Concession workers at Los Angeles’ Dodger Stadium will not strike ahead of Tuesday’s MLB All-Star Game at the ballpark, their union spokesperson said in a statement Friday, after a widely publicized threat to strike.
Maria Hernandez, spokesperson for Unite Here Local 11, said in emailed comments the union decided not to strike following “substantial progress in our contract negotiations this week” with its employer, food services giant Compass Group and its subsidiary Levy Restaurants.
The union said Monday 99% of the nearly 1,500 food and beverage workers it represents authorized a strike at the All-Star Game.
$12,000. That's how much the average Dodger Stadium concessions worker makes annually across the Dodgers' 81 home games, Unite Here told ESPN.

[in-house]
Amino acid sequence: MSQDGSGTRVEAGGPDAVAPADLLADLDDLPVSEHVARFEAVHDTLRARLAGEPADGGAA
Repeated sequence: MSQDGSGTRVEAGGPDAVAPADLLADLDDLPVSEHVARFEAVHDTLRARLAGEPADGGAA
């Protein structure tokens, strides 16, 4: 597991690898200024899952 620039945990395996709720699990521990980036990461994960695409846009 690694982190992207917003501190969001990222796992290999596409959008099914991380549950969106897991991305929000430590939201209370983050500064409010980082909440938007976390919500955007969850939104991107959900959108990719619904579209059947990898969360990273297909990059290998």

The strike gained notable support from the Major League Baseball Players Association, which said in a statement Monday the players union “stands in solidarity with Dodger Stadium concession workers” who “deserve to be treated fairly.” Strikes at sports venues are rare, though workers at Oracle Park, the home of the San Francisco Giants, Voted to strike last September over health concerns before backing down three weeks later after reaching an agreement with its employer.
The 2022 MLB season started a week later than scheduled following a 99-day lockout caused by the expiration of the collective bargaining agreement between the MLBPA and the league's 30 owners.
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